The Charms of Kamikochi Water

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Anyone who comes to Kamikochi will marvel at the beauty of the river.
The river water, nurtured by the great Northern Japan Alps over years,
changes color depending on the weather each day.
Come to see and feel it with your own senses.


Locations shown on the map are approximate only.

Azusa River

Flowing through the heart of Kamikochi, the Azusa River is sourced from Mt. Yarigatake,
which is the fifth highest mountain in Japan. The river is so clean that you can see the riverbed.
The mountain ridge and crystal clear river that turns emerald-green depending on the weather have charmed countless numbers of visitors.

Shimizu River

The water from Shimizu River is so clean and delicious that it is used as drinking water in Kamikochi.
It was also selected by the Nagano Government as one of the famous water sources.
It is an important water source that gives life to all the people of Kamikochi.

Tashiro Pond

Tashiro Pond is formed by underground water from Mt. Kazumizawa, spreading over a patch of grassland in the heart of a primitive forest.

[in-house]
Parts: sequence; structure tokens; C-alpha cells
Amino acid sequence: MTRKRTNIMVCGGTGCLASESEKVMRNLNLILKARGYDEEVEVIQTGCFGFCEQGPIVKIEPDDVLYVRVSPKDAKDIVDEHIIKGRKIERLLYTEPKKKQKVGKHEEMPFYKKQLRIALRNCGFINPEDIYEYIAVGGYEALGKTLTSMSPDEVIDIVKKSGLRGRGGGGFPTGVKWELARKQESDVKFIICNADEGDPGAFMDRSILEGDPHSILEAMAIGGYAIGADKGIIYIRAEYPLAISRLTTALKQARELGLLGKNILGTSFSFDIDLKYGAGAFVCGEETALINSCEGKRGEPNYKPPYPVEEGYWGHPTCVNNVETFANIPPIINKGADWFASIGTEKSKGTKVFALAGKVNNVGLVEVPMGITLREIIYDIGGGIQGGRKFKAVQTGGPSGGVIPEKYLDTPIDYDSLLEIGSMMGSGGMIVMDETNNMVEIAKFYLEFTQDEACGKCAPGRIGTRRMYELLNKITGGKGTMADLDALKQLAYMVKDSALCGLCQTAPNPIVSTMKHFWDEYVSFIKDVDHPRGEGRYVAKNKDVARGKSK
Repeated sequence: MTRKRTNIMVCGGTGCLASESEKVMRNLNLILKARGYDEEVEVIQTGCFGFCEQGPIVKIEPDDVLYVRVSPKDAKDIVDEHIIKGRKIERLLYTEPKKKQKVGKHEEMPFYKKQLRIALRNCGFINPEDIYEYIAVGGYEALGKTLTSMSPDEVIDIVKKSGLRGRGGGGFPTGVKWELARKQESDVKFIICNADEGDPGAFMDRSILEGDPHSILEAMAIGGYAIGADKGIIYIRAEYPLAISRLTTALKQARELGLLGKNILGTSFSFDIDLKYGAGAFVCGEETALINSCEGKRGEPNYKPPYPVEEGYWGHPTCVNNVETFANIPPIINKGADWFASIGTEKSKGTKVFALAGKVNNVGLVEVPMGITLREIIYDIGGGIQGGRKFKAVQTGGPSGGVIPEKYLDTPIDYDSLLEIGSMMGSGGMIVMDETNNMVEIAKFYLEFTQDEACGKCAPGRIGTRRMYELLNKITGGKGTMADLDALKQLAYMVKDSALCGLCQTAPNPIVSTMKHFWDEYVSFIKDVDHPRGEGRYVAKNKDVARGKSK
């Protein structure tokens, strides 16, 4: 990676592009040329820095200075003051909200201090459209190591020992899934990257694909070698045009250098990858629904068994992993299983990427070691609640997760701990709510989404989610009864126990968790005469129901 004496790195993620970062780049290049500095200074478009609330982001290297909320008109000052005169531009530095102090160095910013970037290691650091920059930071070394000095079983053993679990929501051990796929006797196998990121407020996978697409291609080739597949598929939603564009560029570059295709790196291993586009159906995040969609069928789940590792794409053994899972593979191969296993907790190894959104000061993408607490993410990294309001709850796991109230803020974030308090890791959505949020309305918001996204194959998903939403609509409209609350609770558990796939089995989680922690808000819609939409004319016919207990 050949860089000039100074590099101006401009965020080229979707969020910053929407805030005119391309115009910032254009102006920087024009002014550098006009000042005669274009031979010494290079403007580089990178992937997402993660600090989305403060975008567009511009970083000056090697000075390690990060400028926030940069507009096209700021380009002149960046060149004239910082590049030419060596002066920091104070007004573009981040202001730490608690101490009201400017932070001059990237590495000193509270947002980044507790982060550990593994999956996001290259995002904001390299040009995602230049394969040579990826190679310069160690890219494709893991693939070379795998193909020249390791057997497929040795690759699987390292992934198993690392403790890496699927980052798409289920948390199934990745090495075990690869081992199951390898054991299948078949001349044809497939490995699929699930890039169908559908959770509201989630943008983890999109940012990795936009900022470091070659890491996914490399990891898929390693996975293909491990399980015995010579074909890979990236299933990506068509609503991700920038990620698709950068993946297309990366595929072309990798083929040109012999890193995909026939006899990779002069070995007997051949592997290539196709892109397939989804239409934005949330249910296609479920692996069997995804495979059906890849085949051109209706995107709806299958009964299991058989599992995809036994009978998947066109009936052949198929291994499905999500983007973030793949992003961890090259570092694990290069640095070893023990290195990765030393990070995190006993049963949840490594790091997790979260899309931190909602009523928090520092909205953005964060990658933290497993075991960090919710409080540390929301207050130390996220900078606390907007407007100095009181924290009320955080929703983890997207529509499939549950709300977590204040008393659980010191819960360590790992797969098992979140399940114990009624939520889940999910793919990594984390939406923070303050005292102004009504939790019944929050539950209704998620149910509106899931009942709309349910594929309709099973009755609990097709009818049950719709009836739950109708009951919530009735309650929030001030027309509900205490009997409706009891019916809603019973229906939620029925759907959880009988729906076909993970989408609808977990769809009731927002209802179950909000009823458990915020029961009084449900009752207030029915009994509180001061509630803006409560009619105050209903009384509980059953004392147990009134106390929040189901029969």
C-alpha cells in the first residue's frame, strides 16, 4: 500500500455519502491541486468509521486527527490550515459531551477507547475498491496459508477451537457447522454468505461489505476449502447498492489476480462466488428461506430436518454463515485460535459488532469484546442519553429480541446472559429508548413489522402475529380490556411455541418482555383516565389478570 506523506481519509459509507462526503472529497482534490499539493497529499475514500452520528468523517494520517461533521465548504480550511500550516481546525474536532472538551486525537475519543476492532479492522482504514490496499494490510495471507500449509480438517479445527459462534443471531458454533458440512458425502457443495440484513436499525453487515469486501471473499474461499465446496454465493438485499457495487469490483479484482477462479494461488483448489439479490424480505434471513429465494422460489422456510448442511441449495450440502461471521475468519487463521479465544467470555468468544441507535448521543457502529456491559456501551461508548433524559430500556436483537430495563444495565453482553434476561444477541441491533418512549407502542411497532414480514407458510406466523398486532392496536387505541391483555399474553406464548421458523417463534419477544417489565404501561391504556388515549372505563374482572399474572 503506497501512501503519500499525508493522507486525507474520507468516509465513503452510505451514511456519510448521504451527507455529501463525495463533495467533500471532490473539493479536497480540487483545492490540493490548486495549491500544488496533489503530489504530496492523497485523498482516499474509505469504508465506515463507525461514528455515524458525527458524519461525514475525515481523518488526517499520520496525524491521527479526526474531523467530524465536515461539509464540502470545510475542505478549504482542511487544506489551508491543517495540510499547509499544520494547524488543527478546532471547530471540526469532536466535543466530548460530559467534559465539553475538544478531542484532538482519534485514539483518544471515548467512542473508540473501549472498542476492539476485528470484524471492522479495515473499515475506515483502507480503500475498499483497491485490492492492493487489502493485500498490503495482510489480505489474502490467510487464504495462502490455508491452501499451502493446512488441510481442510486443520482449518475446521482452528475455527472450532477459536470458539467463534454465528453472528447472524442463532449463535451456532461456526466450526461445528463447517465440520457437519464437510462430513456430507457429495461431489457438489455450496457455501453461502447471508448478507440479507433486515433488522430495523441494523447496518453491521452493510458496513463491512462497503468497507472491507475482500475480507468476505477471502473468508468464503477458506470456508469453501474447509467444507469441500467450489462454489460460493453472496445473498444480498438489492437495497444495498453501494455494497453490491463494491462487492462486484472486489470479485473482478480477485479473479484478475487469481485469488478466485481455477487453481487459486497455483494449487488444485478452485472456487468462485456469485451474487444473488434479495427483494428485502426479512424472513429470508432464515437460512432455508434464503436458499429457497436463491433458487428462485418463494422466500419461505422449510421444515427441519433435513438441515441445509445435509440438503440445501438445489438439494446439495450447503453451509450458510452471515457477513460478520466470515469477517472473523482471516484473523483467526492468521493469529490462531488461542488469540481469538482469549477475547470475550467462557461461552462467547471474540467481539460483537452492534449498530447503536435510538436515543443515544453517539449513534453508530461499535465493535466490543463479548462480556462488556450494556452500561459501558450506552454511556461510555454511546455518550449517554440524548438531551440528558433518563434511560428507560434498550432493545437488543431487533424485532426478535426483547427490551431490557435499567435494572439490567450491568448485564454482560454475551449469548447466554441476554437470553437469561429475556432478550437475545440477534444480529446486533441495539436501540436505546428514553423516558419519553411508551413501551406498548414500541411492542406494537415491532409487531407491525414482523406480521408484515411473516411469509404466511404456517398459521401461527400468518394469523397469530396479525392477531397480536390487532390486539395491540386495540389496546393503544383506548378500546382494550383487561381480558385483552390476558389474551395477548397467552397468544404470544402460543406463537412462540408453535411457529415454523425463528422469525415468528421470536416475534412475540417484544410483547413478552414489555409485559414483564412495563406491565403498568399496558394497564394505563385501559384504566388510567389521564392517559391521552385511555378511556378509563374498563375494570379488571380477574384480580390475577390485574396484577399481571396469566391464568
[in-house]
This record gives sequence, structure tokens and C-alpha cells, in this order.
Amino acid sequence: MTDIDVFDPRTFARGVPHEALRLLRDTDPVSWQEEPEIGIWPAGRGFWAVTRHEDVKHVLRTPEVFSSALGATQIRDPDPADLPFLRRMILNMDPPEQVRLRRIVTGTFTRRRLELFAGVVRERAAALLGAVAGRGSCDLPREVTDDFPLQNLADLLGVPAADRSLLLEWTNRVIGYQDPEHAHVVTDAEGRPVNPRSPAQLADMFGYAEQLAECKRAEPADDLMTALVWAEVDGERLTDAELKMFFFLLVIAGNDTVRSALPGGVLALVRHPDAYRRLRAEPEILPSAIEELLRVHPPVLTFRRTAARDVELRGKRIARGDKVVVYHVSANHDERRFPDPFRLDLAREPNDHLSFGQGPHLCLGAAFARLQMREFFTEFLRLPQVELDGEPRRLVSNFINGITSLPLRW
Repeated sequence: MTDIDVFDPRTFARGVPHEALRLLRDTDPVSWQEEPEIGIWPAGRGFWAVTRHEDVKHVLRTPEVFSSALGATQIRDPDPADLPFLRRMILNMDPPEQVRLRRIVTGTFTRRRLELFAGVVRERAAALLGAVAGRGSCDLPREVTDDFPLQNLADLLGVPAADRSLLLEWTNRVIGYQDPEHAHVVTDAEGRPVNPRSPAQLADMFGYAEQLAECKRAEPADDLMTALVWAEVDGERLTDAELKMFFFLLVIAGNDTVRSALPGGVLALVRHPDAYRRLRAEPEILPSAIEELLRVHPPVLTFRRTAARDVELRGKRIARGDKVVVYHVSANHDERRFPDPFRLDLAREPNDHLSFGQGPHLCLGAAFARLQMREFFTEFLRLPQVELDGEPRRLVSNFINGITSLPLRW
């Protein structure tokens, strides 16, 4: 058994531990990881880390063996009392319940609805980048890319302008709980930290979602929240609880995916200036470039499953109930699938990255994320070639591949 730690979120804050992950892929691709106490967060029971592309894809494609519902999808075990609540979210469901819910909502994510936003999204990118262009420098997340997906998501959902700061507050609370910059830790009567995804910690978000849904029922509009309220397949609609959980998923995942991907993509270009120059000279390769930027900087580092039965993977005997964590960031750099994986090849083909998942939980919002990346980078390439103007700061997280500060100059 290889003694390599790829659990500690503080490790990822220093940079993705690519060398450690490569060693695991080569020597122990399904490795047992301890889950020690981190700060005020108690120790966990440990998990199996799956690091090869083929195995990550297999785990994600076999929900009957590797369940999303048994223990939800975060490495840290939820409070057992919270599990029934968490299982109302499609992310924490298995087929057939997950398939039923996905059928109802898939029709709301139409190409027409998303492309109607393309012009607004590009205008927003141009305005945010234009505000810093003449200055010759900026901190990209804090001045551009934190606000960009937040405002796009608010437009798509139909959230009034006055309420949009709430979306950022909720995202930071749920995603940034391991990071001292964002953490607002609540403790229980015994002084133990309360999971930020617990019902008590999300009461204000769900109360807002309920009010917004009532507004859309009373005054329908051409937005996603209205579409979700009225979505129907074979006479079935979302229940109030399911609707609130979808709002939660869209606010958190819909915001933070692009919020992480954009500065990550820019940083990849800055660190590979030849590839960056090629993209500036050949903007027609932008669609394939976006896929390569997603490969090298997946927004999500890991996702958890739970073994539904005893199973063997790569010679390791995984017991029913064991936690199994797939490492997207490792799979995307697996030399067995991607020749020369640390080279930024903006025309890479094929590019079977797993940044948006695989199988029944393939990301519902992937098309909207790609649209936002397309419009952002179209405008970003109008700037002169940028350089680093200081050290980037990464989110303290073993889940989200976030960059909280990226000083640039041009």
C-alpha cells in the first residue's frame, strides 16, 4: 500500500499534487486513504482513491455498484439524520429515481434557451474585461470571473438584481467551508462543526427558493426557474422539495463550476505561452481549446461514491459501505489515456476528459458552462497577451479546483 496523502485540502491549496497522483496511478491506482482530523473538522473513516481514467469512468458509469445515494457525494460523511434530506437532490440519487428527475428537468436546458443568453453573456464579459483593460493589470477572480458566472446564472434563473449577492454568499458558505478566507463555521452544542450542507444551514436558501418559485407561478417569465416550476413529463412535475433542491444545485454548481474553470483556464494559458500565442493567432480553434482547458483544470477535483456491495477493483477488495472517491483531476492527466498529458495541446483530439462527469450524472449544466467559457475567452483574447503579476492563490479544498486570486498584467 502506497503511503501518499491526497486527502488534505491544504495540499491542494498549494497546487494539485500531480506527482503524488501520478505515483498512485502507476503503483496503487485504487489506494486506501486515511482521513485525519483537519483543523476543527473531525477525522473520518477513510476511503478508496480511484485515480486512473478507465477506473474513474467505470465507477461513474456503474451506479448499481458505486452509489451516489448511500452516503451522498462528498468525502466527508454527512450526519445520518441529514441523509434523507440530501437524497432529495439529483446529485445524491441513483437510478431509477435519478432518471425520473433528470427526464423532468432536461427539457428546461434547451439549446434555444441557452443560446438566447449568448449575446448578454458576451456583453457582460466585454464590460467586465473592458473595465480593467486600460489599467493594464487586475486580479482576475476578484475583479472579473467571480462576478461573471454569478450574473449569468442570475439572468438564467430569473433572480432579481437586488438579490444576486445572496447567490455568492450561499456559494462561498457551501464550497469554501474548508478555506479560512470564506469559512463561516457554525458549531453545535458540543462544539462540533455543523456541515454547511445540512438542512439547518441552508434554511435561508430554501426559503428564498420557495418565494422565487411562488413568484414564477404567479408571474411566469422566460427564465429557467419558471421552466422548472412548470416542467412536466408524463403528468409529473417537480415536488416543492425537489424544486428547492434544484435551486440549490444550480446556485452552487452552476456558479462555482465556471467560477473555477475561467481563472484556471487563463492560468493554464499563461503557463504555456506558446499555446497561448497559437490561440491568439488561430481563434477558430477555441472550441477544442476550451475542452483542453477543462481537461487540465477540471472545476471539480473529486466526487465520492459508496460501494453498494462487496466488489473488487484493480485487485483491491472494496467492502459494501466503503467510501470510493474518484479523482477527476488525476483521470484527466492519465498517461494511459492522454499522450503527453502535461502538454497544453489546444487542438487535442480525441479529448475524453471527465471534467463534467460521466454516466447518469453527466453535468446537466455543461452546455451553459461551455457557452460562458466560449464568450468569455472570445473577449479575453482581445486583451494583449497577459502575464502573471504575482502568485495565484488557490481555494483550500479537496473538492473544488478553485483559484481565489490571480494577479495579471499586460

It is a picturesque scene with several small islands in the middle of the pond. Because the water is from underground spring water, the temperature remains unchanged throughout the year.

Taisho Pond

The volcanic explosion of Mt. Yakedake in 1915 resulted in a landslide that blocked the path of the Azusa River and formed Taisho Pond.
The combination of trees that have withered on the stalk and continue to withstand the test of time after more than a hundred years, as well as the morning haze that occurs on less windy days in summer time, is a must see in Kamikochi.

Myojin Pond

Myojin Pond was once a path of Azusa River, but the collapse of gravel in Mt. Myojin-dake dammed up the river stream and formed
Ichino-ike and Nino-ike, two larger and smaller ponds.
The inner altar of Hotaka Shrine is located at the edge of the pond, creating a solemn and dream-like atmosphere that impresses anyone who visits.

Dakezawa Marsh

Dakezawa Marsh was formed by the underground water from melted snow and rain falling over Mt. Dakezawa.
The water in Dakezawa Marsh flows at a constant temperature all year round, so it never freezes over, even in the winter. Also, this marsh does not get muddy, despite the heavy rain. Early summer is the best time to see day lilies and Japanese azalea bloom in profusion.

All images shown are for illustration purposes only.